Europe Under Attack

by Kevin D. Freeman on August 5, 2011

You probably won’t hear this reported anywhere else. However, the problems today (including the stock market mini-crash with the Dow falling more than 500 points) were precipitated by direct assaults on the Italian, Spanish, French and Belgian economies by market participants. Credit Default Swaps jumped markedly despite European efforts to calm the situation. Market participants are going after the weak players in Europe in much the same way they went after Lehman Brothers in 2008:

“THE European Union voiced support for Italy and Spain under attack on financial markets but acknowledged that investors now doubt whether the eurozone can overcome its sovereign debt woes.”

At present, the blame is being laid at the feet of Wall Street Hedge Funds according to Euro Intelligence reports:

Italy is now under a speculative attack from a number of US-based hedge funds. 10-year Italian bond spreads have reached 2.446% this morning, and Spanish spreads 2.865%, levels that are not sustainable. The euro dropped by 2 cents to $1.4186.

Consob (the Italian market regulator) imposes short-selling restrictions on Italian equities and bonds. When this happens, you know it is serious. The Italian stock market regulator Consob yesterday imposed short-selling restrictions on Italian equities and treasury securities, requiring investors give notice of any short position they hold in Italian treasury securities. This is not a ban on short sales, only a transparency directive, which, according to La Repubblica, is in line with EU rules. The measure takes effect today, and will last until September 9. . .The purpose of the measure is to reduce the extreme volatility in recent share price movements.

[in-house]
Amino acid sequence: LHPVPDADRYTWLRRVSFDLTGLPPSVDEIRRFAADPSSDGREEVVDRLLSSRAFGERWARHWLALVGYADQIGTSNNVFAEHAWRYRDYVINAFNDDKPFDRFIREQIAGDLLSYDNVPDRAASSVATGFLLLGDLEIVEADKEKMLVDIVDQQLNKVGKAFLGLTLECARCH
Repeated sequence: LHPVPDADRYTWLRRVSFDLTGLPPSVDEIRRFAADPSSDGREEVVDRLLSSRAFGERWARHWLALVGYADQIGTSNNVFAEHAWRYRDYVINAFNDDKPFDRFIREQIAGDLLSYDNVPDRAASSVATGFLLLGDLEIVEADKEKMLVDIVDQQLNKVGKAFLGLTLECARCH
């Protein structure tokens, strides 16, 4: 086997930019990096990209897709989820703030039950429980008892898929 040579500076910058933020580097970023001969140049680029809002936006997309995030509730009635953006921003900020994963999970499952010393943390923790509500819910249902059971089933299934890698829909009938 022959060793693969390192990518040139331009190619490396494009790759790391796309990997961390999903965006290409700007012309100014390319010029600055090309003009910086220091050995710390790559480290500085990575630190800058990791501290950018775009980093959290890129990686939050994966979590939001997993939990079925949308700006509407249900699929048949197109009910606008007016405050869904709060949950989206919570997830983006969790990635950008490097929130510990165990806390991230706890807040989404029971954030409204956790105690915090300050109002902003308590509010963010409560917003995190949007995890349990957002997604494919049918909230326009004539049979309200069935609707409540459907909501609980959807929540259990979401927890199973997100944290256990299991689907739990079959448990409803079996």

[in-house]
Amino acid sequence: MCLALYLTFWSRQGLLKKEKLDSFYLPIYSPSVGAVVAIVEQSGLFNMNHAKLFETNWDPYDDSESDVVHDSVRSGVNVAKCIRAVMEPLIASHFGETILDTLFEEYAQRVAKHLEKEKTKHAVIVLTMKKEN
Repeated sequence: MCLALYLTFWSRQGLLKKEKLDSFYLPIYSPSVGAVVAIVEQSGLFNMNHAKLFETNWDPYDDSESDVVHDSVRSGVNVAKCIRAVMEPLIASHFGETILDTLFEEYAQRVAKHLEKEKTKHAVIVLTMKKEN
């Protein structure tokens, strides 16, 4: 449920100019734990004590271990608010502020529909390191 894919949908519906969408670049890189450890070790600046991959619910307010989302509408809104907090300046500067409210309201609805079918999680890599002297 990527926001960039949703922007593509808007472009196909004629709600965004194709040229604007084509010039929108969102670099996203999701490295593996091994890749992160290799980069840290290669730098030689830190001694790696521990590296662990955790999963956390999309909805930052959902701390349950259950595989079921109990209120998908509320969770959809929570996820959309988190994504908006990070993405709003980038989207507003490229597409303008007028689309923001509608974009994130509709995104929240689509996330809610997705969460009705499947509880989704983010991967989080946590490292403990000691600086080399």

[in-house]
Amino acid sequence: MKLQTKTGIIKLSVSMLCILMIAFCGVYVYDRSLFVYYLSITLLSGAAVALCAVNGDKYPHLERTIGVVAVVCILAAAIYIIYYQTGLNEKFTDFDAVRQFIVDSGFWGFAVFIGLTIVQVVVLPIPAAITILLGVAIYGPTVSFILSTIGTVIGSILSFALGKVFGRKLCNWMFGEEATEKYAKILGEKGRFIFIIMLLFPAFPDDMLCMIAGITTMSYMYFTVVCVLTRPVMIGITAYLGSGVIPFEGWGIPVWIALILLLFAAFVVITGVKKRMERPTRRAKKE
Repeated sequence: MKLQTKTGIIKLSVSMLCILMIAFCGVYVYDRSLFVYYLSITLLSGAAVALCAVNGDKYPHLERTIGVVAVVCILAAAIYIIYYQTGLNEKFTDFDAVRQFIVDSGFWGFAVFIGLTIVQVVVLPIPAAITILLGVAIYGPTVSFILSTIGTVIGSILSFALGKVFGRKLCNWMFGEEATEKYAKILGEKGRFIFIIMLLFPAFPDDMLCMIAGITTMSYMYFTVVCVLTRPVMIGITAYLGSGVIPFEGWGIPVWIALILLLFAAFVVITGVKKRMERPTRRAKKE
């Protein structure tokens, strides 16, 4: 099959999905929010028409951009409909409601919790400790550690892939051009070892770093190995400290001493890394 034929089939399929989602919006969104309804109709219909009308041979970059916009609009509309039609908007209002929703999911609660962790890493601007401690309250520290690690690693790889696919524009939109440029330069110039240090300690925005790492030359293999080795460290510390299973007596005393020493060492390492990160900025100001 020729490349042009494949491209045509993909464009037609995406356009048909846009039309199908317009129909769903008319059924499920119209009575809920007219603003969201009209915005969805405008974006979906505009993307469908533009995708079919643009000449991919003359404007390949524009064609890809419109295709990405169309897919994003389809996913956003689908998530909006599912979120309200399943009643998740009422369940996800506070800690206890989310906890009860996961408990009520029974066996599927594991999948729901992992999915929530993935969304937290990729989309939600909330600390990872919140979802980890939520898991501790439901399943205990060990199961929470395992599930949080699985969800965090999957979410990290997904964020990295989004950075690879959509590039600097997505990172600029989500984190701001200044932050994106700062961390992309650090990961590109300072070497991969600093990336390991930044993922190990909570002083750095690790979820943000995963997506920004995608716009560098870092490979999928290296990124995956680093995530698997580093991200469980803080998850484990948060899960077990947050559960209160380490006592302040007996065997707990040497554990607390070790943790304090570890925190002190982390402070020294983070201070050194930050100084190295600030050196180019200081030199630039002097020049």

It is a simple thing to blame Wall Street Hedge Funds. As in 2008, however, there is the possibility that whoever is moving the markets has more than profits in mind. Without transparency, we cannot rule out the possibility of financial terrorism or economic warfare with the intention of destroying the Euro and European Union. In fact, there are some quiet suggestions that this is in fact what is happening.

In our 2009 report and subsequent media coverage, we described Phase Three as an attack on Sovereign Credit and currencies. Our primary emphasis was a concern for the U.S. dollar but the same logic applies. In fact, we described the trigger mechanism as an unsustainable debt posture, something we face in the U.S. but an even bigger problem for the European Union at this juncture. At the moment, problems in Europe have made the dollar and U.S. Treasuries look temporarily attractive. However, a collapse of a major European economy will set us up as a future target. Dominoes can and do fall as we saw with the failure of Bear Stearns then Lehman leading to a near collapse of Goldman Sachs (even though Goldman was considered substantially stronger at the time).